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The Emerging Role of Bcr-Abl-Induced Cystoskeletal Remodeling in Systemic Persistence of Leukemic Stem Cells

[ Vol. 11 , Issue. 5 ]

Author(s):

Adrian Bartos and Patrycja M. Dubielecka   Pages 582 - 591 ( 10 )

Abstract:


Abl kinase plays a critical role in development and homeostasis of hematopoietic system. The importance of this kinase becomes apparent from the consequences of a specific, reciprocal translocation between chromosome 9 and chromosome 22 that yields a chimeric fusion protein, Bcr-Abl, in which the function of auto-regulatory mechanisms are inactivated. The resultant constitutively active kinase is responsible for development of a systemic leukemogenic phenotype. Studies employing currently available highly specific inhibitors, with high potency to block kinase activity, uncovered unanticipated characteristics of Bcr-Abl fusion protein. It became apparent that the kinase domain, with its primary significance for development and progression of leukemia, is not solely responsible for leukemogenic features of the Bcr-Abl transformed leukemic stem cells. In this review we summarize current understanding of non-enzymatic characteristics of Bcr-Abl, its effect on actin cytoskeleton, and its potential contribution to drug resistance and systemic persistence of leukemic stem cells.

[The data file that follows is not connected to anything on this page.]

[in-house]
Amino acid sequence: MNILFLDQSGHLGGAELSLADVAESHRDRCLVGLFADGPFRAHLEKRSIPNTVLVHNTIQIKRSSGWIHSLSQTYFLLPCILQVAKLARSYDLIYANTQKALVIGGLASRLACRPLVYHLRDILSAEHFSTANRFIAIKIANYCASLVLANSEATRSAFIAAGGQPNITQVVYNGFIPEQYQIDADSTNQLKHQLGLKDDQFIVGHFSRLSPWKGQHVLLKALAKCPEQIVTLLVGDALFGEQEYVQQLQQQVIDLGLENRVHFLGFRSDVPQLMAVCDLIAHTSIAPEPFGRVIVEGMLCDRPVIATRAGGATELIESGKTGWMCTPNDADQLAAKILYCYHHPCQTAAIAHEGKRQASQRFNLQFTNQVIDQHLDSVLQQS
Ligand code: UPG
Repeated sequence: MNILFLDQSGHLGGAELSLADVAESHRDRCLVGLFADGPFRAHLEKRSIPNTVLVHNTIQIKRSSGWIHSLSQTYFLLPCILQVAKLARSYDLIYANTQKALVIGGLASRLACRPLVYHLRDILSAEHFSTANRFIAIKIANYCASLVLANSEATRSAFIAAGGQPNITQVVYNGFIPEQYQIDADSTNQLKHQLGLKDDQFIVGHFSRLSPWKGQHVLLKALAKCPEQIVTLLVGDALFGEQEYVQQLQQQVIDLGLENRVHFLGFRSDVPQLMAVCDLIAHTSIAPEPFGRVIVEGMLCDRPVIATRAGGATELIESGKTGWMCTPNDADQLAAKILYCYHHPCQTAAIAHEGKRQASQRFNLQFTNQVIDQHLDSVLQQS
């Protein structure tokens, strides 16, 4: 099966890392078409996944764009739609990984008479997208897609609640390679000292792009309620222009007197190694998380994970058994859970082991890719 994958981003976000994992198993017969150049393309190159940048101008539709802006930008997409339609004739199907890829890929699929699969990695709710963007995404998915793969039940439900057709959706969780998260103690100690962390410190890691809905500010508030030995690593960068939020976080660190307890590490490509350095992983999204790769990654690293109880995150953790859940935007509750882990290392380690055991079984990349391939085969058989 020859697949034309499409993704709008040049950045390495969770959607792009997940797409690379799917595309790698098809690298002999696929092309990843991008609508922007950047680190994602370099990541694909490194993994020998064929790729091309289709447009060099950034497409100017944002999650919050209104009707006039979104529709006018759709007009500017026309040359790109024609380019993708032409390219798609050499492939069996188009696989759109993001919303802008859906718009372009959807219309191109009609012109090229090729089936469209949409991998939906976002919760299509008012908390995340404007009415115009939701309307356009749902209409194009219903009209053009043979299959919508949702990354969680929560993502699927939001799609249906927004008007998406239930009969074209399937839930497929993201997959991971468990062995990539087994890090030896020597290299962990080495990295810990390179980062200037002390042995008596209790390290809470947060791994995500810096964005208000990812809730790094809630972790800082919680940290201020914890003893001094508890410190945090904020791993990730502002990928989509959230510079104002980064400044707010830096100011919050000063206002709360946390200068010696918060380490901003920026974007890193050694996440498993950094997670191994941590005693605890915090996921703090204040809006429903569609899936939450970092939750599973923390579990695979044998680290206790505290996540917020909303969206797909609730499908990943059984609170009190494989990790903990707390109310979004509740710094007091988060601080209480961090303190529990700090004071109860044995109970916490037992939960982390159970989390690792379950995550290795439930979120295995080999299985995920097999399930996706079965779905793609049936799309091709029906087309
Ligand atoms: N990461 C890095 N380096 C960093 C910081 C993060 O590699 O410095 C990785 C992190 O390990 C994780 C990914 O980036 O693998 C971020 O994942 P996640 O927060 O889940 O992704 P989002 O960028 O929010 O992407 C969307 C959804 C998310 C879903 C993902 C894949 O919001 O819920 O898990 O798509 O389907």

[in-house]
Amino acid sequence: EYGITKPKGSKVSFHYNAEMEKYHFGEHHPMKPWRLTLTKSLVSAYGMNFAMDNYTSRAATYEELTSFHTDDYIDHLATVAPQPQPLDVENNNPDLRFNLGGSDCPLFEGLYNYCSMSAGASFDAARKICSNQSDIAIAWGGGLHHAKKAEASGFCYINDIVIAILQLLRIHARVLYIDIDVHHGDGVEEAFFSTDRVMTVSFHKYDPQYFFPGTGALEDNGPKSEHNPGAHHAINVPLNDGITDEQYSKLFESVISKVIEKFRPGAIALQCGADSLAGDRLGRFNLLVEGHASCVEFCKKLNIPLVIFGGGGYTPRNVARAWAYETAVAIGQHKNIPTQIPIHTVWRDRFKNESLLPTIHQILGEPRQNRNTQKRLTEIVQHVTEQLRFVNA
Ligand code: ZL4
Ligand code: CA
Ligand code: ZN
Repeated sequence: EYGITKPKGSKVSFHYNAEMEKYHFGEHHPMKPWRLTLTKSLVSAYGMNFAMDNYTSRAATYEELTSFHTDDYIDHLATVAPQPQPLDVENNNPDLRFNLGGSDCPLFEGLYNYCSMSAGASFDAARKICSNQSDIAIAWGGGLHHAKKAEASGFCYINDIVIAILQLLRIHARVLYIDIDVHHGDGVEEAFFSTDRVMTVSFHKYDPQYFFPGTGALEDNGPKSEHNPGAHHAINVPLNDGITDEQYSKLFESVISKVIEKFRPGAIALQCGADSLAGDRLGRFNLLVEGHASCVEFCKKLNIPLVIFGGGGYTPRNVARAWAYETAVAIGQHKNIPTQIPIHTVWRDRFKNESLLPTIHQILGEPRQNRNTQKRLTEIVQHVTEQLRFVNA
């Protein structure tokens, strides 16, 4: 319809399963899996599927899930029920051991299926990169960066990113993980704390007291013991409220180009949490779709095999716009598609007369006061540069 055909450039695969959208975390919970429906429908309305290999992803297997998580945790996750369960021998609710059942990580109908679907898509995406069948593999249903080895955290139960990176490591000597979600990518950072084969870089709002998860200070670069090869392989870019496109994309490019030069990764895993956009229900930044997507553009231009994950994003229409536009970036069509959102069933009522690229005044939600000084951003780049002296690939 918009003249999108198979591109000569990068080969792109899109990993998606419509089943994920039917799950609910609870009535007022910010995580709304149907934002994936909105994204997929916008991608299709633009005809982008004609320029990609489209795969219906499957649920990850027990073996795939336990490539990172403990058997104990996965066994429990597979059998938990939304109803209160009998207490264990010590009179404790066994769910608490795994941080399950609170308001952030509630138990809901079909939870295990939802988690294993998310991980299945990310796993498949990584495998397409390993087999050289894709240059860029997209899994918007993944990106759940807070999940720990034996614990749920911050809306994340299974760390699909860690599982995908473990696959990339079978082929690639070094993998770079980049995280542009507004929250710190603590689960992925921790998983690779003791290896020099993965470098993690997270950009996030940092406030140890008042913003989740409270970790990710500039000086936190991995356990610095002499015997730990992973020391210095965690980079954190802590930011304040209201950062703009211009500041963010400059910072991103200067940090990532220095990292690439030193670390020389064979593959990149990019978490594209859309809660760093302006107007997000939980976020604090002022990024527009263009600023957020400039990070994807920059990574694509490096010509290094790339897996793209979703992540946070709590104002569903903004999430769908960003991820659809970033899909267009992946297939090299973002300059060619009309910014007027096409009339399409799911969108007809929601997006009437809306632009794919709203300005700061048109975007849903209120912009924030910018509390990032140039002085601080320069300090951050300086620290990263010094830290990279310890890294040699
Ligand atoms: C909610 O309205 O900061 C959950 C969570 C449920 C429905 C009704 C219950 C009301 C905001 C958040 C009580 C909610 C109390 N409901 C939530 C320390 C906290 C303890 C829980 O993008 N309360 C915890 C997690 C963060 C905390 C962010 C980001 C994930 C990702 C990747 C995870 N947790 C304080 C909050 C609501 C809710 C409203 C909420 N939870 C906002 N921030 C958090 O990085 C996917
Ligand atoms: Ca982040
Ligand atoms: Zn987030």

Keywords:

Actin cytoskeleton, Imatinib mesylate, Leukemic stem cells, Rho GTPases.

Affiliation:

Signal Transduction Lab., Rhode Island Hospital, Warren Alpert Medical School of Brown University, Providence, RI 02903, USA.

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